Mohammad Elmezzain, he’s the older of the five, he was kind of the spiritual guy behind the scenes. He wasn’t really involved that much. He would do fundraising and so forth, and he was one of the three that kind of thought up the idea of creating this charity organization. I met him in prison…several times…one of the times I met him was right after Donald Trump was elected, and some of you may recall or may know that Ted Cruz wanted to present a bill to add the Muslim Brotherhood to the designated terrorist organizations. So in other words, they would designate the Muslim Brotherhood as a terrorist organization. Now this is something that came up, the Muslim Brotherhood comes up a lot in the story and if you get the book you’ll see that I talk a lot about the Muslim Brotherhood and about Hamas and about Islam in general because…it’s an important part of the story. Now, Mohammad Elmezzain is this elderly gentleman sitting in front of me, again, a visitation room in a federal prison wearing these khaki overalls. He’s an elderly man, he’s well learned, he knows the Quran by heart, he has a degree, I mean he’s a well learned man, respectable man. Some kid, guard, you know, tells him to come and go like he’s some, you know, nothing. And he’s sitting in front of me and looking right at me, and regardless of how we feel or what we think about the Muslim Brotherhood, he’s looking straight at me and he says “I am a Muslim brother, and they will never change me, they can’t change me.” We’re sitting in a visitation room in the prison, cameras and microphones everywhere, you know, again, he’s a free man. He said, “This is who I am, this is what I believe.” Again, putting aside for a second all the propaganda against the Muslim Brotherhood in America right now, but this is probably one of the finest men you’ll ever me, and he’s sitting there in front of me, looking straight at me. There are guards everywhere. Again he can’t get up to go to the bathroom, and he says to me, “They’ll never change me.”
Third was Mufid Abdulqader. Again, had nothing to do, nothing to do with the Holy land Foundation as an organization. He was a volunteer. He would sing, he would do fundraisers, you know, things that people in the community do during events. Why was he brought in? For one reason alone. His brother was Khaled Mashal. Khaled Mashal was the political head of Hamas for many, many years, until very recently actually. He was really the political face of Hamas, but the two hadn’t seen each other in decades. And it was very interesting, because the beginning of the trial, the prosecutors were saying “Well, we can’t really blame somebody for what a family member does.” At the same time, they kept showing how family connections are incredibly important, especially when you’re talking about crime and terrorism. So they tried to play both ways. At the end of the first trial, he was found not guilty on all charges. Thirty-two charges, the judge read out not guilty thirty-two times. When the prosecution began to poll the jurors, one of the jurors stood up and said “Wait a minute, no no no, I changed my mind. I made a mistake.” So, regardless of the fact that the four men showed that they all signed, the defense team stood up and objected. The judge said, “Mistrial on him as well.” He’s now serving 20 years, 20 years in a federal prison, his wife just had a stroke, you know, God help her. Unbelievable stories.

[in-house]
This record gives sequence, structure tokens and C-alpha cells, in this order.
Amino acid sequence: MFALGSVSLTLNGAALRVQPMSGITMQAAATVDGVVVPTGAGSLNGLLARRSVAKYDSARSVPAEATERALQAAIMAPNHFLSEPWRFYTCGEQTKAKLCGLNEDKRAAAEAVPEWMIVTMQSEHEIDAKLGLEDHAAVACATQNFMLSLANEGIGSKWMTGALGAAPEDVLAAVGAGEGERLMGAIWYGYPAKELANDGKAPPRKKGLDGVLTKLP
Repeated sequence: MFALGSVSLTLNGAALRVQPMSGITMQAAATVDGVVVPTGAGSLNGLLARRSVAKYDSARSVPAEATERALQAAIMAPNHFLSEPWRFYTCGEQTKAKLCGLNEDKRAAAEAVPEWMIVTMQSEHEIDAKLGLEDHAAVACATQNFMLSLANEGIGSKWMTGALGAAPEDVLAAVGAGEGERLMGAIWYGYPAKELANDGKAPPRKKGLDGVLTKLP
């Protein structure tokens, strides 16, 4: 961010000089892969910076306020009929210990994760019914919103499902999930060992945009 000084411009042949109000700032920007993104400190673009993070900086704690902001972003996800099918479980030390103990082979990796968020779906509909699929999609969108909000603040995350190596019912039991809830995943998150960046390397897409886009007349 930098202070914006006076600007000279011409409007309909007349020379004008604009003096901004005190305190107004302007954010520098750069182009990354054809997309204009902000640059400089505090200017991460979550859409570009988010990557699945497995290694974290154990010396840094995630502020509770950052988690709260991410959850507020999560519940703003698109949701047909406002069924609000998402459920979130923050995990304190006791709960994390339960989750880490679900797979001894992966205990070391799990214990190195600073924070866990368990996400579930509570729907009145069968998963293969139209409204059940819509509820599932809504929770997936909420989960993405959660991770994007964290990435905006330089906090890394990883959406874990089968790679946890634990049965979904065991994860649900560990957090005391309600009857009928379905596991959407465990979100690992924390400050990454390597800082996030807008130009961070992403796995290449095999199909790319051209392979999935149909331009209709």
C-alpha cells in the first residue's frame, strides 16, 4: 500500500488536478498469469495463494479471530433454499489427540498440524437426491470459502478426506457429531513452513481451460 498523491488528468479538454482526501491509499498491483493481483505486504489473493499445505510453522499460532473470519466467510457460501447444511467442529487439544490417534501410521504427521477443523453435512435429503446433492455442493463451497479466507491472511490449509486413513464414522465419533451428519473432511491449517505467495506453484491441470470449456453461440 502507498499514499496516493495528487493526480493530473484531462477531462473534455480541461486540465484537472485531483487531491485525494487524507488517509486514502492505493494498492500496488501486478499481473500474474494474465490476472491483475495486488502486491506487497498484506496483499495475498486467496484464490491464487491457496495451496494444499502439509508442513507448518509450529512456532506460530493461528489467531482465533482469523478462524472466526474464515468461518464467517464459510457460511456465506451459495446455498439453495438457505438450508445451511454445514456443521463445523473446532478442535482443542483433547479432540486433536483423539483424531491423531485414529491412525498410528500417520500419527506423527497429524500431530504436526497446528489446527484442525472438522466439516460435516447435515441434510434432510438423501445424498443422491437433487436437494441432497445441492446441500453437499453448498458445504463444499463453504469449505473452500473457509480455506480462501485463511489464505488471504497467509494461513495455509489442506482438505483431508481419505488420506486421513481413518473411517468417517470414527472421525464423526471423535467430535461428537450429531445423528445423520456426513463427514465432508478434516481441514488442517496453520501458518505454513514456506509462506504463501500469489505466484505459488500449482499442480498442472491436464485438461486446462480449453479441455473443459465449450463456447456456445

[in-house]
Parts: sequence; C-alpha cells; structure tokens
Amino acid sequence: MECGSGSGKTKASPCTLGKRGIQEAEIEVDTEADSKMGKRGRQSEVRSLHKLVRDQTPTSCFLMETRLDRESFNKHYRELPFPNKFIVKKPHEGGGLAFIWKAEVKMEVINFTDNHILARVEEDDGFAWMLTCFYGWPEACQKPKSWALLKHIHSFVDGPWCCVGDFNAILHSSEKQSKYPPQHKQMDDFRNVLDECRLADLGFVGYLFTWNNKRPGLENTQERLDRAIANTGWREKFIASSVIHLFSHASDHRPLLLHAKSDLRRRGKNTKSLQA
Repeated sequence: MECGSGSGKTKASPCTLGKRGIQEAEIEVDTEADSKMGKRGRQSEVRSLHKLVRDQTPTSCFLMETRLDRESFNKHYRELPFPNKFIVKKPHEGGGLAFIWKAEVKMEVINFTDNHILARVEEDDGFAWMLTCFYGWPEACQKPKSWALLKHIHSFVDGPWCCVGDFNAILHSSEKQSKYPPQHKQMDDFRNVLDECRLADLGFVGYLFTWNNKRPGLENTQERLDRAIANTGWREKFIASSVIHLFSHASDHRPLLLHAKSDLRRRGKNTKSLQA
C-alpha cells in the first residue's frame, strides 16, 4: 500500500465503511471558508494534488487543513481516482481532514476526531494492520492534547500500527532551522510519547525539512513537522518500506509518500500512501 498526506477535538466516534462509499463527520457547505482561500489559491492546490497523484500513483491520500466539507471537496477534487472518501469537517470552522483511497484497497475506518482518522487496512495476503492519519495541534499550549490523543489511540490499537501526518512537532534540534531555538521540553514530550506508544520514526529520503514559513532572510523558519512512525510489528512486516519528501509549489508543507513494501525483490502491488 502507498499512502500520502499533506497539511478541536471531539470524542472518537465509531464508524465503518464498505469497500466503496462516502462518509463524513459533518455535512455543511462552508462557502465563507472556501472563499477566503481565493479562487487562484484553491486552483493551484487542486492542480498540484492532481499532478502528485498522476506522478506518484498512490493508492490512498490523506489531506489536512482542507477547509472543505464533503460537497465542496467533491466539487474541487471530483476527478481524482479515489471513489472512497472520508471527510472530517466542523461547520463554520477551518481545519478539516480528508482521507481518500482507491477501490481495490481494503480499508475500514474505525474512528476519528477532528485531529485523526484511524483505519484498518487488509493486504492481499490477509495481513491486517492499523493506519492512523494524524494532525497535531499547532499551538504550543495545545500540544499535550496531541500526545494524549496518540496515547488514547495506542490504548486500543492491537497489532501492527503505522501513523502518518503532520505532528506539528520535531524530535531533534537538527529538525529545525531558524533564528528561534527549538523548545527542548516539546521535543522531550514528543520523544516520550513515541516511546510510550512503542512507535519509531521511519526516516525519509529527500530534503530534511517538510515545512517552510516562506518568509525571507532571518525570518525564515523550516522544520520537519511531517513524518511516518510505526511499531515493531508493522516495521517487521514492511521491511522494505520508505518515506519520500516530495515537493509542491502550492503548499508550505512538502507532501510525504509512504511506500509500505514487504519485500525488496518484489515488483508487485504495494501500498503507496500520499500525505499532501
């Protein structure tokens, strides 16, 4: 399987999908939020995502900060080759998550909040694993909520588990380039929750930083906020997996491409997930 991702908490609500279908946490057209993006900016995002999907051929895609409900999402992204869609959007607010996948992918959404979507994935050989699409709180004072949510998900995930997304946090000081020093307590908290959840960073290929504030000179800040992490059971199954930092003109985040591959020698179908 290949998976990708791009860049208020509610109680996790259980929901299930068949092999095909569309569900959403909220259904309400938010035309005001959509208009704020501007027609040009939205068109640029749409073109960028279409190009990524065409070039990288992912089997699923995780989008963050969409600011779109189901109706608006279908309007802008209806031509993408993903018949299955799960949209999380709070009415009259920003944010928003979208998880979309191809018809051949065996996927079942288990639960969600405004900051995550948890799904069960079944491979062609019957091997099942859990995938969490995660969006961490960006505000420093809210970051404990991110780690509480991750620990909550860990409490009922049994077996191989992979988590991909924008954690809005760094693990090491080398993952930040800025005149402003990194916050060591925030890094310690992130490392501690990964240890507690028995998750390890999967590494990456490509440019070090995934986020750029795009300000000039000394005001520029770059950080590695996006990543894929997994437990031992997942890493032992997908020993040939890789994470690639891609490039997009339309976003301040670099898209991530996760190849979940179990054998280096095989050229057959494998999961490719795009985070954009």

The CEO, and really the heart and soul of the organization, was Shukri Abu-Baker. And I dedicated the book to his daughter, Sanabel. And the prosecution did something very interesting. They said well, the Holy Land Foundation was established in 1987, and Hamas was also established in 1987, therefore there’s an obvious connection. They left out two pieces of information: the first Palestinian uprising, the intifada, began in 1987, which caused an enormous need for relief in Palestine. Closures, arrests, killing of civilians, there was a huge need. I mean, there was a need before that too. But there was an enormous need that arose as a result of that. Another thing that happened is Shukri’s daughter Sanabel was born in 1987, and she was born with several life-threatening diseases. And so they availed themself of charity hospitals here in the United States, and that was the first time Shukri really became aware of this world of charitable giving and relief work and so forth, and decided that he wants to dedicate his life to make that sort of service available to Palestinians. And that was the drive, she was the drive, and they had a very very special relationship. And that was the drive for him to get involved in that kind of work. Sixty-five years in federal prison.